Presentation on theme: "Neonatal Physiology Teka Siebenaler RRT Cardiopulmonary Services"— Presentation transcript:
1 Neonatal Physiology Teka Siebenaler RRT Cardiopulmonary Services University of Minnesota Amplatz Children’s Hospital
2 Fetal Lung Stages of Development Embryonic Stage 3rd-8th weekNeural Tube closureDiaphragm and lung bud formationInternal organs in primitive formationstomach, liver, pancreas, gall bladder,bladder and intestinal loopVascular systems appears
3 Most congenital malformations occur during the 4th-8th weeks Anencephaly/Spina BifidaExtremity deformitiesDiaphragmatic hernia (85% on the left side)
4 Fetal Lung Development 7-16 weeks the formation of the bronchial tree17-24 weeks primitive gas exchange surface forms24-40 weeks alveolar development continues35 weeks stable surfactant production
5 Postnatal Lung Development NewbornAirway branching completeAlveolar formation is not completeAge 1-10 years number of alveoli increaseAge 10 to young adult lung grows larger with little alveolar growth
6 Fun FactsSurfactant is produced by alveolar epithelial cells (type II)Surfactant production increases 2 weeks prior to normal birthWe are born with on 1/6th the number of alveoli we will need as an adult.
7 Surfactant Replacement Creates a layer between the alveolar surface and the alveolar gas and reduces alveolar collapse by decreasing surface tension within the alveoli.Given to patients with immature lungs, MAS, RDS, Pulmonary Hypoplasia and CDHCurosurf vs. Infasurf vs. Survanta……
8 Cardiac Formation By 22 days a endocardial tube has formed At 28 days aortic roots, primitive left atrium, pericardial cavity, left ventricle have formedBlood begins to shunt from left to right during the 4th and 5th weeks of development“Abnormalities in heart formation, the most common form of human birth defects, afflict nearly 1% of newborns, and their frequency in spontaneously aborted pregnancies is estimated to be tenfold higher”Hoffman, J.I. Incidence of congenital heart disease: II. Prenatal incidence. Pediatr. Cardiol. 16, (1995).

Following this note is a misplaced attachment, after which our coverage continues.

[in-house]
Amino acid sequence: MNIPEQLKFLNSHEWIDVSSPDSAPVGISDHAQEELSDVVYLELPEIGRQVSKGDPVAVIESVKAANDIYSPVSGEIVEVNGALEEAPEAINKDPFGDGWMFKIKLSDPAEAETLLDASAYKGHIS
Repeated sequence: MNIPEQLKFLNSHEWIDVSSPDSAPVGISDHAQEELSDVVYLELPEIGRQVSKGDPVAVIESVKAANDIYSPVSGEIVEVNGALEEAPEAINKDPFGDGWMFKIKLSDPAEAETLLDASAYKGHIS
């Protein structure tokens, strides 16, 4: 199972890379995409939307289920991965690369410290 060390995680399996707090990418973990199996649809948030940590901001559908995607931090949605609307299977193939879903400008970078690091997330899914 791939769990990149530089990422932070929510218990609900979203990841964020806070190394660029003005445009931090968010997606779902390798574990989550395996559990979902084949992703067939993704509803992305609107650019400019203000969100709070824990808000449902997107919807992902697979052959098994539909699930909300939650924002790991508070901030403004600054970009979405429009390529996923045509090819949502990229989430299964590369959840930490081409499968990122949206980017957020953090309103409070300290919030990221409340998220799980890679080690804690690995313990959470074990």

9 Fetal Circulation Fetal Circulation Oxygenated blood from placenta via umbilical vein66% shunted past liver by DUCTUS VENOSUS to IVC50% of this blood shunted from right atrium to left atrium via FORAMEN OVALEThis blood continues to left ventricle, ascending aorta, and arteries feeding head and right arm
10 Fetal Circulation cont’d Venous blood from head (SVC) is directed via right atrium to right ventricle into the pulmonary artery90% of blood in PA is shunted away from lungs and into descending aorta via the DUCTUS ARTERIOUS and returns to the placenta via the umbilical arteries.
12 Changes in Circulation, Respiration After Birth Pulmonary vascular resistance decreases after birth due to:Increased alveolar and arterial oxygen tensions, which increase nitric oxideLung expansionDecrease in PaCO2Increase in arterial pHPulmonary artery pressure decreases below systemic pressure; pulmonary blood flow increasesLeft and right ventricles pump in series rather than in parallel as in the fetal circulatory pattern
13 “Normal Circulation”Closure of Umbilical arteries w/in minutes after birthLigation of umbilical vein (clamped cord)Closure of PDA (minutes to days)Closure of Foramen Ovale due to increased pressure in Left Atrium and Decreased pressures in Right Atrium